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The lapidary, that houses the stone monuments found in and around Aquincum, is the largest in Hungary, and what is more, it is the second largest in Europe (not including Italy).

 

The lapidary, that houses the stone monuments found in and around Aquincum, is the largest in Hungary, and what is more, it is the second largest in Europe (not including Italy.

The lapidary, that houses of stone monuments found in and around Aquincum, is the largest in Hungary, and what is more, it is the second largest in Europe (not including Italy). Considering its size, it may be compared to the National Museum’s lapidary (where approx. 250 stone monuments from Aquincum are also kept). The Lapidary of Aquincum Museum puts on exhibition approximately 1000 pieces.

The exhibited finds include grave stellae, votive altars, architectural inscriptions, architectonical elements as well as household objects such as grinding stones in lower proportions. Due to the structure of the collection and the quantity of the materials stored in it, it represents a first-class resource, not only for the history, the ethnic composition, religion and the military history of the local society, but also for international classical studies. Finds without inscriptions are also widely recognized good sources for research in art history, costume history or in architectural- and industrial history.

More than half of the inventoried stones have some sort of inscription on them. These inscriptions were published in the first half of the twentieth century in the third volume of Corpus Inscriptionum Latinarium(CIL) with  contributions by acknowledged historians of antiquity such as Th. Mommsen, A von Domaszewski, and Hungarian scholars: Bálint Kuzsinszky, Sándor Fröhlich, Károly Torma, Lajos Nagy, András Alföldi, János Szilágyi, Tibor Nagy, Géza Alföldi and  András Mócsy, who published most of the important texts. The Année Épigraphique journal publishes articles annually on inscriptions from finds published in the previous year. Thus, every memorial inscription, is included in the international – and of course in the Hungarian – archaeological literature. It can be concluded that almost the whole Aquincum material has often been published in numerous corpuses and appears in the archaeological literature as a fundamental source material.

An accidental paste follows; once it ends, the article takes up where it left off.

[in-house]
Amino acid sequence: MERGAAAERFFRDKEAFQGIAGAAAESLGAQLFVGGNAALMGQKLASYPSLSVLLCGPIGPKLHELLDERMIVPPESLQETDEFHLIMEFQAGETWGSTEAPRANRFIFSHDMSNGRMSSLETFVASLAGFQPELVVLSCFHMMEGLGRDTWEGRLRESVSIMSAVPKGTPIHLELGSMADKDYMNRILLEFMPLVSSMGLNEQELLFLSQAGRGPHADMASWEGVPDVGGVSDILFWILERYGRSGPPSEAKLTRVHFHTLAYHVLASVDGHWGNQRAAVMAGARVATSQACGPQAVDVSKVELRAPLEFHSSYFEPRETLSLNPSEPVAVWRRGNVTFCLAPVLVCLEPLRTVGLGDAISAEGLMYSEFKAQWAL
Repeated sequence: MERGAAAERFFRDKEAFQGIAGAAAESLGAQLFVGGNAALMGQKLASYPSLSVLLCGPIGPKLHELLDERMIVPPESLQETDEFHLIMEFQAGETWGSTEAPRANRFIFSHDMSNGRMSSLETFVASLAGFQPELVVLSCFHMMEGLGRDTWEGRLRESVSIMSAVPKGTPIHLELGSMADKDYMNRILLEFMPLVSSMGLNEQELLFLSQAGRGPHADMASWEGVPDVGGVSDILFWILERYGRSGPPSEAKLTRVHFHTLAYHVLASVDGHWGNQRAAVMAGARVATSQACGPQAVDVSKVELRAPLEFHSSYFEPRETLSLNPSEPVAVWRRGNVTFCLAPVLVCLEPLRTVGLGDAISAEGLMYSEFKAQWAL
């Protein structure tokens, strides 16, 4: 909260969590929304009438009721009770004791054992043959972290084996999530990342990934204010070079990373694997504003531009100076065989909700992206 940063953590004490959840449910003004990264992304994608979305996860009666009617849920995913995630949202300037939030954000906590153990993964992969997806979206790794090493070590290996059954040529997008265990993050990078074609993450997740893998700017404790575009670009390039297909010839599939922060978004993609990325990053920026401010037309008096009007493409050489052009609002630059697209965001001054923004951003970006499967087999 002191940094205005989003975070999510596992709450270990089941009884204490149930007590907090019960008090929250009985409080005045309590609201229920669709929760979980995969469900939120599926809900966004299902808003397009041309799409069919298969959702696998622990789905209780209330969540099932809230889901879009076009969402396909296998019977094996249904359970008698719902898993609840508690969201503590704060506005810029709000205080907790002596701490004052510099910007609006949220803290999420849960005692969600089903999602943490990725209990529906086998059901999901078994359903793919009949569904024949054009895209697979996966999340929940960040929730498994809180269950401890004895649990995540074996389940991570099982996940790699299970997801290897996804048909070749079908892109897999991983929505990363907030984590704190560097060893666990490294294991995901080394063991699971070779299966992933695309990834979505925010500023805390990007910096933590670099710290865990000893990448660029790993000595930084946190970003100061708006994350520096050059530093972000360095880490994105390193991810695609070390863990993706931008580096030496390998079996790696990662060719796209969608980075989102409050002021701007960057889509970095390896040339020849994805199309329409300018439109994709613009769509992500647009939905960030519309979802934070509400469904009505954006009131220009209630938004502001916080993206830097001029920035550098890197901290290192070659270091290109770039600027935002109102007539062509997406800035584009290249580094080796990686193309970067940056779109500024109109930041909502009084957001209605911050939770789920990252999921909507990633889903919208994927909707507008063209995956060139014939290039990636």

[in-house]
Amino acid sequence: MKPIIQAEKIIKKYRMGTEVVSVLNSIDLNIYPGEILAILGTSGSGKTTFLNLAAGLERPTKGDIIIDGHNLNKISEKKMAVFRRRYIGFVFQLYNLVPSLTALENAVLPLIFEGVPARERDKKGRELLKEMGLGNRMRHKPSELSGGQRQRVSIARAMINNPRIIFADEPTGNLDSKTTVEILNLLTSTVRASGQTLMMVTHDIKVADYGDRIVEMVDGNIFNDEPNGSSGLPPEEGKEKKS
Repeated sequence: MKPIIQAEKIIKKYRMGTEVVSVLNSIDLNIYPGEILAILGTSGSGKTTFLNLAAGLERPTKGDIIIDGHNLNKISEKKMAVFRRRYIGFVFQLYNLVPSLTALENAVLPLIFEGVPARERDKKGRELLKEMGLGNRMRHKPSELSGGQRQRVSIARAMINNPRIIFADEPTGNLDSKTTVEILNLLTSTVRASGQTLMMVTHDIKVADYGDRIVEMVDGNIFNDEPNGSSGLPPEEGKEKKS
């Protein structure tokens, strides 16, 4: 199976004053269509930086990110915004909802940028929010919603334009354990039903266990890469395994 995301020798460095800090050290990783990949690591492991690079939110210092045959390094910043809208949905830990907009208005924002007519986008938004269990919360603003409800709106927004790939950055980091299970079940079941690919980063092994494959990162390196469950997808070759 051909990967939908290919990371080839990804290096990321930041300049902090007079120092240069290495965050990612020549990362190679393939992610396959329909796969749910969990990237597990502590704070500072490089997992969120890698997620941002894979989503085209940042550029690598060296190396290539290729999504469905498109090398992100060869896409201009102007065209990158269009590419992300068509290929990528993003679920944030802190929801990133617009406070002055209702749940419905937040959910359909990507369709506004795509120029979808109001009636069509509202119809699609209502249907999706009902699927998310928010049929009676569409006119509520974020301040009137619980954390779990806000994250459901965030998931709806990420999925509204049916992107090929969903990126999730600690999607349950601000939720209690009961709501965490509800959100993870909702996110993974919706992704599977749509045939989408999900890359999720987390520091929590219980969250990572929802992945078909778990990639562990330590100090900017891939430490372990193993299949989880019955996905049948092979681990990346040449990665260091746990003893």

Most of the sculptural finds in the lapidary are reliefs from grave monuments (grave stellas , sepulchral structures and sarcophagi). These reliefs include busts of the deceased, sacrificial and funeral feast scenes or also carriage scenes. Graves stellas decorated with wreaths form a separate group in Aquincum. TheLupa Capitolina (the Capitolian wolf feeding Romulus and Remus) is also depicted on grave stellas. Plaques with mythological scenes were also used on grave monuments. Motif boards were used to design the se monuments ( Priamos – plaque). Sarcophagi were also richly decorated. (Attius, Genius, Eros figures, the entrance to the Underworld etc.) Carvings can also be seen on altar stones (the snake-motif altar). Varied ornaments from architectural elements can also be found on objects in the lapidarium including capitals with masks, fragments of ledges etc. Traces of different colours can also be observed on some of the finds. (Bitus’grave stella) Sculptures in the round in Aquincum collection  comprise grave sculptures,  depictions of gods (Nemesis-Fortuna for example), emperors and governors and portraits etc.

These works of art stand out among the imperial and Pannonian sculptures. Apart from sculptures carved from local limestone, the collection includes imported ones carved from marble (the governor’s torso). The lapidary’s finds date to the 2nd, 3rd and 4th centuries AD.